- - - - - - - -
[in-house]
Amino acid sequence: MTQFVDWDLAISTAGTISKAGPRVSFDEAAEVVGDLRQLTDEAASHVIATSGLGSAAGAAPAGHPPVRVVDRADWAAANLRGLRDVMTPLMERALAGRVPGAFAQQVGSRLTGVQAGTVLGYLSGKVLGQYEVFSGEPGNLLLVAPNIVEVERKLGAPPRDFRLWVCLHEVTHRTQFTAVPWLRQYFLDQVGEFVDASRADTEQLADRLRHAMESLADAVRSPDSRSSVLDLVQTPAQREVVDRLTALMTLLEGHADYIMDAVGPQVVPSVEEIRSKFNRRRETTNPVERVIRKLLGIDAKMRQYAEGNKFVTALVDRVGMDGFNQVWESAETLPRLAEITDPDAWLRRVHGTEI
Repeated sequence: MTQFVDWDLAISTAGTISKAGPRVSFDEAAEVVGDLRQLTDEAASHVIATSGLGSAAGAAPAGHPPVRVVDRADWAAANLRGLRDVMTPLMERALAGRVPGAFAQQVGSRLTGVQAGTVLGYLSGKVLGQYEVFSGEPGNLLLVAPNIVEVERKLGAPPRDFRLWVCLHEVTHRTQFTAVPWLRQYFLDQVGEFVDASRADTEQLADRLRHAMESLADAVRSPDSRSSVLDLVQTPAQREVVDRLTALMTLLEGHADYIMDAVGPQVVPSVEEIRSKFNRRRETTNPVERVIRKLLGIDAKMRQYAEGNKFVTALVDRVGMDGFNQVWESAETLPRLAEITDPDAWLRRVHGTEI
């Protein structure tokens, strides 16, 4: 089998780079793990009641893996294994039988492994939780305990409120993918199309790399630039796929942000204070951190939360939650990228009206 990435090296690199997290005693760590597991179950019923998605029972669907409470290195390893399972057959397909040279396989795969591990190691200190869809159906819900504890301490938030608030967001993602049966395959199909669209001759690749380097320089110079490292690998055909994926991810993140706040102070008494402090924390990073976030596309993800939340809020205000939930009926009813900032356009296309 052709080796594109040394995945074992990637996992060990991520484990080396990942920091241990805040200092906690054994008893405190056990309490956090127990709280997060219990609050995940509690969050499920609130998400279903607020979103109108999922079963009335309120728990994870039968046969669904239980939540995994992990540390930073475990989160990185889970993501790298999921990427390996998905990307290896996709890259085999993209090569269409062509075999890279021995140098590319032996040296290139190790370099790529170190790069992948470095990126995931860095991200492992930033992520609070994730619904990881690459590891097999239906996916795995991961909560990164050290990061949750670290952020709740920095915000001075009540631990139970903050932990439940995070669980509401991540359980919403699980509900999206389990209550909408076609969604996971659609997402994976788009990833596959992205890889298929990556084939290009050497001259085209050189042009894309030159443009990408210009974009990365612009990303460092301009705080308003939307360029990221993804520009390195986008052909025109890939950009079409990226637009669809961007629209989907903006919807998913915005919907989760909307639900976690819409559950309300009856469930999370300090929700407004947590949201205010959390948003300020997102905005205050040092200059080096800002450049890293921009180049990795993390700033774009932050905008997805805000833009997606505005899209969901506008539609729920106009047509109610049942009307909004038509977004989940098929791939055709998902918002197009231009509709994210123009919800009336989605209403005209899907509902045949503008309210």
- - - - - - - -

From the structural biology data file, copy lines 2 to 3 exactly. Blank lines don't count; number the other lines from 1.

Amino acid sequence: MTQFVDWDLAISTAGTISKAGPRVSFDEAAEVVGDLRQLTDEAASHVIATSGLGSAAGAAPAGHPPVRVVDRADWAAANLRGLRDVMTPLMERALAGRVPGAFAQQVGSRLTGVQAGTVLGYLSGKVLGQYEVFSGEPGNLLLVAPNIVEVERKLGAPPRDFRLWVCLHEVTHRTQFTAVPWLRQYFLDQVGEFVDASRADTEQLADRLRHAMESLADAVRSPDSRSSVLDLVQTPAQREVVDRLTALMTLLEGHADYIMDAVGPQVVPSVEEIRSKFNRRRETTNPVERVIRKLLGIDAKMRQYAEGNKFVTALVDRVGMDGFNQVWESAETLPRLAEITDPDAWLRRVHGTEI
Repeated sequence: MTQFVDWDLAISTAGTISKAGPRVSFDEAAEVVGDLRQLTDEAASHVIATSGLGSAAGAAPAGHPPVRVVDRADWAAANLRGLRDVMTPLMERALAGRVPGAFAQQVGSRLTGVQAGTVLGYLSGKVLGQYEVFSGEPGNLLLVAPNIVEVERKLGAPPRDFRLWVCLHEVTHRTQFTAVPWLRQYFLDQVGEFVDASRADTEQLADRLRHAMESLADAVRSPDSRSSVLDLVQTPAQREVVDRLTALMTLLEGHADYIMDAVGPQVVPSVEEIRSKFNRRRETTNPVERVIRKLLGIDAKMRQYAEGNKFVTALVDRVGMDGFNQVWESAETLPRLAEITDPDAWLRRVHGTEI